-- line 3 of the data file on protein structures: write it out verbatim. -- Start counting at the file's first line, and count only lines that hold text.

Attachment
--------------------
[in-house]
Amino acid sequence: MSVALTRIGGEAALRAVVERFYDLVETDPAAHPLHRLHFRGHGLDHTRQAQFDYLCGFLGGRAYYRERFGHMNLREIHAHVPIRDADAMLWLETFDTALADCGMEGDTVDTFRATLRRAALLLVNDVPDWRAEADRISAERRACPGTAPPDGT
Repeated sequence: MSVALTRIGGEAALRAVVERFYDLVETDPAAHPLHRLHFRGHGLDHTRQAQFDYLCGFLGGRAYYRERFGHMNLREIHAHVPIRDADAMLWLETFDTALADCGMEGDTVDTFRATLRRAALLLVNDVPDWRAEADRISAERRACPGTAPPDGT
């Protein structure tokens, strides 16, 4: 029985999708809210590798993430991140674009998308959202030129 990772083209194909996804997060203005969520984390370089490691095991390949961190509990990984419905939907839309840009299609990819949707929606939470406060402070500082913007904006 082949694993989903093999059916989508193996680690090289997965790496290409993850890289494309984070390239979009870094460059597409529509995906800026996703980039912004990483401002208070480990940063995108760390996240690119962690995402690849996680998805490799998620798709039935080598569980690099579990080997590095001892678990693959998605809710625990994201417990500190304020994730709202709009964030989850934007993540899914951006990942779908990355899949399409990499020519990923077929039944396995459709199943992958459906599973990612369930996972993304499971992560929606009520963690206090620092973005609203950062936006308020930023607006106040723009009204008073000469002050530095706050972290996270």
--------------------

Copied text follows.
Repeated sequence: MSVALTRIGGEAALRAVVERFYDLVETDPAAHPLHRLHFRGHGLDHTRQAQFDYLCGFLGGRAYYRERFGHMNLREIHAHVPIRDADAMLWLETFDTALADCGMEGDTVDTFRATLRRAALLLVNDVPDWRAEADRISAERRACPGTAPPDGT